i went to see “the grey” over the weekend at my favorite metroplex theater. i didn’t really know what to expect, and i was a little skeptical about the trapped survivor story and the possibility of cannibalism. i must say that even with these unwarranted prejudices, the film hooked me quickly and kept me engaged throughout.
“Northernmost Alaska. Ottway (Liam Neeson) is a for-hire security hunter/marksman under the employ of an Alaskan drilling operation. His job is to protect the “ex-cons, fugitives and assholes” from the area’s indigenous carnivores: bears & wolves. In one instance Ottway spots a grey blur on the horizon. He draws the rifle from his shoulder bag, follows the blur as it nears a trio of workers working on a pipe, and fires. The wolf slumps on the ground and Ottway puts his hands on it’s still breathing chest. He feels it’s life slip away. Ottway daydreams of his wife (Anne Openshaw); they both lay on a bed with white sheets facing each other, smiling. He writes a letter to his estranged wife, summing up his depression. One night after his shift, in the drilling operation’s tavern, Ottway grows sick of the rowdy patrons. He walks outside, pulls out his rifle and sticks the barrel in his mouth. As he is about to pull the trigger, numerous wolf calls echo in the distance. He takes the barrel out of his mouth.
Ottway and many other crewman from the drilling \operation board a commuter jet bound for Anchorage, being de-iced on a runway. Ottway stores his rifle in the overhead bin, takes his seat, and closes his eyes. Another grunt, named Flannery (Joe Anderson), wakens Ottway and annoys him with questions about his sex-life. Ottway tells Flannery to either shut up or move. Flannery exits the row and finds a seat elsewhere. As Ottway sleeps the other travelers are disturbed by the turbulent flight. Flannery annoys the others by telling horror stories about airplane crash victims. The plane is rocked by massive turbulence. Ottway awakens; he sees sparks erupting from the cockpit and watches the ground grow larger in his window. He lays himself flat across his row and buckles himself in. He watches the hull tear away.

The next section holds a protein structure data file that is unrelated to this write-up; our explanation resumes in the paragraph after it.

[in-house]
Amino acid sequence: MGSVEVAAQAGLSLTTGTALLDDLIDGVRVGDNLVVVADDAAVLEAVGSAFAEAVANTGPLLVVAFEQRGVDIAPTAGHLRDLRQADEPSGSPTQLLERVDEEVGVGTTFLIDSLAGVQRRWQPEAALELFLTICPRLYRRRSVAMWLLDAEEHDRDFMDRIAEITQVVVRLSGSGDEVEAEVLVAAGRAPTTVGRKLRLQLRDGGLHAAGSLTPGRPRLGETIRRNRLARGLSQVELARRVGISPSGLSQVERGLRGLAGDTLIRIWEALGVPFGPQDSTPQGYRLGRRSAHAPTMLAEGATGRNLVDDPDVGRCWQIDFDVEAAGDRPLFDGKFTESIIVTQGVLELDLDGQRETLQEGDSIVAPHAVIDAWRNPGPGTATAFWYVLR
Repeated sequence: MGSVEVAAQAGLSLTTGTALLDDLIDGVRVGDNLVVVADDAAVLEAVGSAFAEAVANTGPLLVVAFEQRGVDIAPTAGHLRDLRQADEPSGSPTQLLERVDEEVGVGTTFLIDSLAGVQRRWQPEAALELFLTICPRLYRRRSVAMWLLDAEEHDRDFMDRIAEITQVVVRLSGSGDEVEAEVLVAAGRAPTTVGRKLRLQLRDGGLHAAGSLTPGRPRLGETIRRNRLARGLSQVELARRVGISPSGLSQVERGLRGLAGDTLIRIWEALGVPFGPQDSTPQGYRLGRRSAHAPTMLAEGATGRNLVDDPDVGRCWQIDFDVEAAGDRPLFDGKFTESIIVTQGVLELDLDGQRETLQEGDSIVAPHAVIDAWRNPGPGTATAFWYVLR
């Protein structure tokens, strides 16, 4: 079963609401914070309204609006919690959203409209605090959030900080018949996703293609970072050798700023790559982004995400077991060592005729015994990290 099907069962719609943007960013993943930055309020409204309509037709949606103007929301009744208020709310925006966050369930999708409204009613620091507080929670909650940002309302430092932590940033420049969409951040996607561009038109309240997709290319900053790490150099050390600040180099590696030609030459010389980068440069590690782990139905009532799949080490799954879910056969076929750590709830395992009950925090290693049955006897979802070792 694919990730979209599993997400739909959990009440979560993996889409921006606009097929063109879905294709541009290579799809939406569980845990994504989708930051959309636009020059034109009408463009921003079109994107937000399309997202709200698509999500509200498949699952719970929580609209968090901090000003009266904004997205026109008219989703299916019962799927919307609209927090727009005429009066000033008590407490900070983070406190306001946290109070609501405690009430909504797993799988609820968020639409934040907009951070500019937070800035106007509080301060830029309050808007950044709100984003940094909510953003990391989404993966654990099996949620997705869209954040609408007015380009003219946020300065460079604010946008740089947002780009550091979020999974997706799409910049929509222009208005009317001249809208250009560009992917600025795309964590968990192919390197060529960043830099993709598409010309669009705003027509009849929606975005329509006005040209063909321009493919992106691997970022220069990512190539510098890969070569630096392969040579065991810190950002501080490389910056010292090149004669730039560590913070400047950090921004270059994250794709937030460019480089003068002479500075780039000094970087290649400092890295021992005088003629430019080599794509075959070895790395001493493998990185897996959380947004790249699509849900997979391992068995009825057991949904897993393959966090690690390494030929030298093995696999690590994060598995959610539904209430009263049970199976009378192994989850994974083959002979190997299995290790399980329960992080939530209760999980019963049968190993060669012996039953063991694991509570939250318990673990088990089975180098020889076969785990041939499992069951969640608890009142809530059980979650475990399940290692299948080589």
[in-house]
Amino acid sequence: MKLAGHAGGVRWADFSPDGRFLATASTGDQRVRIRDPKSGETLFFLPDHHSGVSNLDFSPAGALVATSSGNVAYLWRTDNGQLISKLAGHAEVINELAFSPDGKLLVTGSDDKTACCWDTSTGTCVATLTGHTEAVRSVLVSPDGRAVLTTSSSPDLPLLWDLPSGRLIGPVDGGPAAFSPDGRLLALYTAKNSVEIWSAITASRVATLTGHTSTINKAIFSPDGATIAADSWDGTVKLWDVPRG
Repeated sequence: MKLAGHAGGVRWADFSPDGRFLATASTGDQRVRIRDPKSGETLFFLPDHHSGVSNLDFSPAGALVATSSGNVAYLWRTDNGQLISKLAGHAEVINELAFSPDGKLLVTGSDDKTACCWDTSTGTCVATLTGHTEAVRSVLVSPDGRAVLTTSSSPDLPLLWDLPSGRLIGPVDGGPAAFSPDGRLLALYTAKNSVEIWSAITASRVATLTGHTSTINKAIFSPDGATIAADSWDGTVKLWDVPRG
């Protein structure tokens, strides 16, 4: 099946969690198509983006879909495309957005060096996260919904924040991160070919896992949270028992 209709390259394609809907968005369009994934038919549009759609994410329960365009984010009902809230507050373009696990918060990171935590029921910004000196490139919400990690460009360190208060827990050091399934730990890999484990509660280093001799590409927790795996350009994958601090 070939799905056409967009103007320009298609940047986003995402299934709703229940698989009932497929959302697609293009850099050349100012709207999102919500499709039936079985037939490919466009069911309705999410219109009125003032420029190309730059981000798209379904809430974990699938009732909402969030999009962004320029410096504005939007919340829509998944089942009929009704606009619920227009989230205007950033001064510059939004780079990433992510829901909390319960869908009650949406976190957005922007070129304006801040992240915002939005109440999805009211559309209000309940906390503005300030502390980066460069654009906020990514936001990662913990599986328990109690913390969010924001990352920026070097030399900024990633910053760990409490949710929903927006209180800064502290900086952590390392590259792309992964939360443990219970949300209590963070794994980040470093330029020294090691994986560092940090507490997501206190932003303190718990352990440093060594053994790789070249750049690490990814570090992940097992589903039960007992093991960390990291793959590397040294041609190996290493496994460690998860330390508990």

Ottway lays on the same white bed as before, and stares at his wife. They’re covered by a billowy sheet. Ottway awakens in a desolate, snow-covered field, alone. He gets to his feet, surveys his surroundings, and runs in the direction of smoke. Beyond a bluff lies the wreckage of the plane. He scrambles down to the crash-site and happens upon Flannery, injured and pinned under his seat. Ottway helps him up, doing his best to distract him from his bisected seat-mate. Ottway makes his way inside the fuselage where he finds a half dozen survivors. One of them, Lewenden (James Badge Dale) is spurting blood from his abdomen. Hendrick (Dallas Roberts) comforts Lewenden, telling him that he’ll pull through. Ottway takes one look at Lewenden and tells him as tactfully as he can that he will succumb to his wounds; that death will feel like a warm blanket that slowly overtakes him, and to accept it while thinking about his daughter. Lewenden slowly passes, to the shock of the survivors around him.” reposted from moviespoilers.com
it occurred to me that this modern fable could easily translate into an allegory for addiction. a few hardcore users find themselves in a s place where they have to fight to survive. as they see their companions fade to gray, first in a group, then individually, there is an obvious struggle to remain human while simultaneously developing the skills necessary to survive. being chased by wolves and lacking food and rest adds to the terror in a concrete way. one by one the hardcore team is picked off by the pack of beasts who are cunning, baffling, and powerful.